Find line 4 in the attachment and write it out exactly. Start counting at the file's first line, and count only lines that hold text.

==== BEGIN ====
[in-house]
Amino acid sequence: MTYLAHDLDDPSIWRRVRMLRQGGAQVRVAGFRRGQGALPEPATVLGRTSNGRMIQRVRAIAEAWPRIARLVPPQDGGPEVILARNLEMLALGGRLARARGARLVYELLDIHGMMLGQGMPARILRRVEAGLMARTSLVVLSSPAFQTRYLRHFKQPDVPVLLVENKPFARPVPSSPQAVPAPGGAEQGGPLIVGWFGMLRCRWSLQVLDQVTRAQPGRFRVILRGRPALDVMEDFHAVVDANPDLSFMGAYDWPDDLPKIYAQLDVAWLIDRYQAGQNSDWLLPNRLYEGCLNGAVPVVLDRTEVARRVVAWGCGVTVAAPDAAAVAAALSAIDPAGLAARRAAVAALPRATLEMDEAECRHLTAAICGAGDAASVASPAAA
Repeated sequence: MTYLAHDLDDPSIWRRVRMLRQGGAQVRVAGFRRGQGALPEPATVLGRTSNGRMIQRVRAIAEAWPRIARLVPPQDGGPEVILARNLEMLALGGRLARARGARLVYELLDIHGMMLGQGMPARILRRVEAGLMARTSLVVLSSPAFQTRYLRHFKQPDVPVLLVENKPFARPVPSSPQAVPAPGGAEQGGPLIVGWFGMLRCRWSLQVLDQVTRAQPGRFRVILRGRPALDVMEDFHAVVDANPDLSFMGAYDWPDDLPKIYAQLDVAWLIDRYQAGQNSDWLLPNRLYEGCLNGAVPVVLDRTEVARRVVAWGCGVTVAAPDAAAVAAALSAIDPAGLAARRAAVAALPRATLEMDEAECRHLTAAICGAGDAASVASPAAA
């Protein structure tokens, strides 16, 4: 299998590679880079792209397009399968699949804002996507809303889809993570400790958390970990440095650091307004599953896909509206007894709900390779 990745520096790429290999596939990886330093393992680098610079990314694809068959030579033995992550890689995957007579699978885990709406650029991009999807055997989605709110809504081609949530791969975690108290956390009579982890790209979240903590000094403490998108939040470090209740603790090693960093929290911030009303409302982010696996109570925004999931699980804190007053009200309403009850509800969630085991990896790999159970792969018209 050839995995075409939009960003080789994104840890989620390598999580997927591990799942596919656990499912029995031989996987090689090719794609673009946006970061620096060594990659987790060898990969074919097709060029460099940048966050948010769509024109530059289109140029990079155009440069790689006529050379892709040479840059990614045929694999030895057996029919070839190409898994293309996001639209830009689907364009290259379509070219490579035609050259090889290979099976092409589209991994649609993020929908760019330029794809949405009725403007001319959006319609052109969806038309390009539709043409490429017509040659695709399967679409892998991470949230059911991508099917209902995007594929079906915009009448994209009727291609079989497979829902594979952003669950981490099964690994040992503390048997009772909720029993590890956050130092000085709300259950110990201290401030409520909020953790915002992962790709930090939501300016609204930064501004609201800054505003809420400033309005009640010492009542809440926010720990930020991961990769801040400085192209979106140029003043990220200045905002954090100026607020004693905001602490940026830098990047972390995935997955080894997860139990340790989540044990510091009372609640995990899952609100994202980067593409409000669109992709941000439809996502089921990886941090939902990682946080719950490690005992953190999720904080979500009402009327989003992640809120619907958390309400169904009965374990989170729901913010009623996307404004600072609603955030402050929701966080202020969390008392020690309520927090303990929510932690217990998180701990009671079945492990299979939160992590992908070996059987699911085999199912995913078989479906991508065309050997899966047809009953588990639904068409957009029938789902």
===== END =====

């Protein structure tokens, strides 16, 4: 299998590679880079792209397009399968699949804002996507809303889809993570400790958390970990440095650091307004599953896909509206007894709900390779 990745520096790429290999596939990886330093393992680098610079990314694809068959030579033995992550890689995957007579699978885990709406650029991009999807055997989605709110809504081609949530791969975690108290956390009579982890790209979240903590000094403490998108939040470090209740603790090693960093929290911030009303409302982010696996109570925004999931699980804190007053009200309403009850509800969630085991990896790999159970792969018209 050839995995075409939009960003080789994104840890989620390598999580997927591990799942596919656990499912029995031989996987090689090719794609673009946006970061620096060594990659987790060898990969074919097709060029460099940048966050948010769509024109530059289109140029990079155009440069790689006529050379892709040479840059990614045929694999030895057996029919070839190409898994293309996001639209830009689907364009290259379509070219490579035609050259090889290979099976092409589209991994649609993020929908760019330029794809949405009725403007001319959006319609052109969806038309390009539709043409490429017509040659695709399967679409892998991470949230059911991508099917209902995007594929079906915009009448994209009727291609079989497979829902594979952003669950981490099964690994040992503390048997009772909720029993590890956050130092000085709300259950110990201290401030409520909020953790915002992962790709930090939501300016609204930064501004609201800054505003809420400033309005009640010492009542809440926010720990930020991961990769801040400085192209979106140029003043990220200045905002954090100026607020004693905001602490940026830098990047972390995935997955080894997860139990340790989540044990510091009372609640995990899952609100994202980067593409409000669109992709941000439809996502089921990886941090939902990682946080719950490690005992953190999720904080979500009402009327989003992640809120619907958390309400169904009965374990989170729901913010009623996307404004600072609603955030402050929701966080202020969390008392020690309520927090303990929510932690217990998180701990009671079945492990299979939160992590992908070996059987699911085999199912995913078989479906991508065309050997899966047809009953588990639904068409957009029938789902």